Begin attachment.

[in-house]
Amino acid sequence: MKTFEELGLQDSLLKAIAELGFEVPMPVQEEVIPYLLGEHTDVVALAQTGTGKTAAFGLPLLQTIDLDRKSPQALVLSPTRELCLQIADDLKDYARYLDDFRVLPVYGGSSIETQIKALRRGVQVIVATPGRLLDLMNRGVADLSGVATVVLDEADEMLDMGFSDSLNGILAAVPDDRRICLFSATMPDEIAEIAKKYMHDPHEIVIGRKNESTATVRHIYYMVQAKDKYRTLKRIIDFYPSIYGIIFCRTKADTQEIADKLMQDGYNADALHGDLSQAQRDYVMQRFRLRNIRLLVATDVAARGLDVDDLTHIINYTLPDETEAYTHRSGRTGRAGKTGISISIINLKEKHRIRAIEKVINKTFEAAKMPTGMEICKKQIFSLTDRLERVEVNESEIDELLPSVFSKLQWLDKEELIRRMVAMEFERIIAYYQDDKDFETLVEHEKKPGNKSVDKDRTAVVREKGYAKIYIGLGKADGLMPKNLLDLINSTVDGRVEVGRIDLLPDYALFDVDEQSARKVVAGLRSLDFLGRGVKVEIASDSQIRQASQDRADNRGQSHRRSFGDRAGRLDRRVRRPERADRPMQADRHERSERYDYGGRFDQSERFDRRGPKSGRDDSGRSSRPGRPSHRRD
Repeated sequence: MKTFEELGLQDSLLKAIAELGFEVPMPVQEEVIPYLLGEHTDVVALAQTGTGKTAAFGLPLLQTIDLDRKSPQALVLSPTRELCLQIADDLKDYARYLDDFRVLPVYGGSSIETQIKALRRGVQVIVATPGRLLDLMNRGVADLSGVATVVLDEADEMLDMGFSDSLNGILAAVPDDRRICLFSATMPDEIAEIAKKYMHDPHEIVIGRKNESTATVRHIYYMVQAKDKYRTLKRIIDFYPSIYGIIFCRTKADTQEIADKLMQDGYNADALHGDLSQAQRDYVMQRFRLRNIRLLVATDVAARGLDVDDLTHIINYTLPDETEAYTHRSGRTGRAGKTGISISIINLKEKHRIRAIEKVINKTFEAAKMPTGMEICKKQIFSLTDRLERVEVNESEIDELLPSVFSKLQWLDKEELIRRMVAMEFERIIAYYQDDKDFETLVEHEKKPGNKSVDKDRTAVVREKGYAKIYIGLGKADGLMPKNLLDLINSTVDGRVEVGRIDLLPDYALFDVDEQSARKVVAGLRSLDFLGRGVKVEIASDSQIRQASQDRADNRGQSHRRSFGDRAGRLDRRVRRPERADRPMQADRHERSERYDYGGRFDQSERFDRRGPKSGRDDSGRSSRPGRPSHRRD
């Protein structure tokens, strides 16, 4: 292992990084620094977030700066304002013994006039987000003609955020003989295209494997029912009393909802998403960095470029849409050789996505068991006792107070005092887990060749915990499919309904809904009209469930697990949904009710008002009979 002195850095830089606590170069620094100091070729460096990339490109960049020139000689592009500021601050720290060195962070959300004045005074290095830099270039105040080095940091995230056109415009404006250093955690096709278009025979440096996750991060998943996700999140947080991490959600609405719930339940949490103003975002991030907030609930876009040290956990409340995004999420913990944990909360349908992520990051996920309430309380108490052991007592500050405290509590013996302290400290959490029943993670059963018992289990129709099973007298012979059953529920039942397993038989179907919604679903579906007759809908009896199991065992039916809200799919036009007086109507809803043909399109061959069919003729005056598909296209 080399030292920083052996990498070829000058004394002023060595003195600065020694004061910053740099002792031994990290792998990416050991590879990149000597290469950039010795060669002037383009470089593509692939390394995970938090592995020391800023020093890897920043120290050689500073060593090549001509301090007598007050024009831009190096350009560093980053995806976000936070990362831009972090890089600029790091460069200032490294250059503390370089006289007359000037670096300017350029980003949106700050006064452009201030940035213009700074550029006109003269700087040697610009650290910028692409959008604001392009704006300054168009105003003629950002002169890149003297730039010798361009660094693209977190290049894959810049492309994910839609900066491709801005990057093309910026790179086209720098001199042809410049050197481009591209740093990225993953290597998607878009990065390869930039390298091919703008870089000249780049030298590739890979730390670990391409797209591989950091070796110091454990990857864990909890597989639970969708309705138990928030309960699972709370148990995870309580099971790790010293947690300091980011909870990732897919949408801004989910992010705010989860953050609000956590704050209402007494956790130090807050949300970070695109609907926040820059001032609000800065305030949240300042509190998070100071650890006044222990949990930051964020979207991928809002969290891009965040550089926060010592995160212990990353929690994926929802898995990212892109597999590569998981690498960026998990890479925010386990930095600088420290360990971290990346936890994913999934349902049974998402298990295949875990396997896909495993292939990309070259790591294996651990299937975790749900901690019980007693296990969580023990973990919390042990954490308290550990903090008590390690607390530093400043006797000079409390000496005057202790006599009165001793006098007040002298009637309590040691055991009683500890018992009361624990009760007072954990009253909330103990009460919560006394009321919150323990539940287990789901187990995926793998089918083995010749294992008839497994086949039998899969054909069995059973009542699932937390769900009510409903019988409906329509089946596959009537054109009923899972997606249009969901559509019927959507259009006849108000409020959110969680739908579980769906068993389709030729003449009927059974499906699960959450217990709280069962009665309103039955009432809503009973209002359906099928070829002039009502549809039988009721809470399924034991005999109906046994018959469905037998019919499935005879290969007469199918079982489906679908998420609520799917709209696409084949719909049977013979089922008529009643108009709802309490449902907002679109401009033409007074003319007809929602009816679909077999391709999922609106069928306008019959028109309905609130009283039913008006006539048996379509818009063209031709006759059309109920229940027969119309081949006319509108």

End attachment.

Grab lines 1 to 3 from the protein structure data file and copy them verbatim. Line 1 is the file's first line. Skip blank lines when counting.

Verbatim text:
[in-house]
Amino acid sequence: MKTFEELGLQDSLLKAIAELGFEVPMPVQEEVIPYLLGEHTDVVALAQTGTGKTAAFGLPLLQTIDLDRKSPQALVLSPTRELCLQIADDLKDYARYLDDFRVLPVYGGSSIETQIKALRRGVQVIVATPGRLLDLMNRGVADLSGVATVVLDEADEMLDMGFSDSLNGILAAVPDDRRICLFSATMPDEIAEIAKKYMHDPHEIVIGRKNESTATVRHIYYMVQAKDKYRTLKRIIDFYPSIYGIIFCRTKADTQEIADKLMQDGYNADALHGDLSQAQRDYVMQRFRLRNIRLLVATDVAARGLDVDDLTHIINYTLPDETEAYTHRSGRTGRAGKTGISISIINLKEKHRIRAIEKVINKTFEAAKMPTGMEICKKQIFSLTDRLERVEVNESEIDELLPSVFSKLQWLDKEELIRRMVAMEFERIIAYYQDDKDFETLVEHEKKPGNKSVDKDRTAVVREKGYAKIYIGLGKADGLMPKNLLDLINSTVDGRVEVGRIDLLPDYALFDVDEQSARKVVAGLRSLDFLGRGVKVEIASDSQIRQASQDRADNRGQSHRRSFGDRAGRLDRRVRRPERADRPMQADRHERSERYDYGGRFDQSERFDRRGPKSGRDDSGRSSRPGRPSHRRD
Repeated sequence: MKTFEELGLQDSLLKAIAELGFEVPMPVQEEVIPYLLGEHTDVVALAQTGTGKTAAFGLPLLQTIDLDRKSPQALVLSPTRELCLQIADDLKDYARYLDDFRVLPVYGGSSIETQIKALRRGVQVIVATPGRLLDLMNRGVADLSGVATVVLDEADEMLDMGFSDSLNGILAAVPDDRRICLFSATMPDEIAEIAKKYMHDPHEIVIGRKNESTATVRHIYYMVQAKDKYRTLKRIIDFYPSIYGIIFCRTKADTQEIADKLMQDGYNADALHGDLSQAQRDYVMQRFRLRNIRLLVATDVAARGLDVDDLTHIINYTLPDETEAYTHRSGRTGRAGKTGISISIINLKEKHRIRAIEKVINKTFEAAKMPTGMEICKKQIFSLTDRLERVEVNESEIDELLPSVFSKLQWLDKEELIRRMVAMEFERIIAYYQDDKDFETLVEHEKKPGNKSVDKDRTAVVREKGYAKIYIGLGKADGLMPKNLLDLINSTVDGRVEVGRIDLLPDYALFDVDEQSARKVVAGLRSLDFLGRGVKVEIASDSQIRQASQDRADNRGQSHRRSFGDRAGRLDRRVRRPERADRPMQADRHERSERYDYGGRFDQSERFDRRGPKSGRDDSGRSSRPGRPSHRRD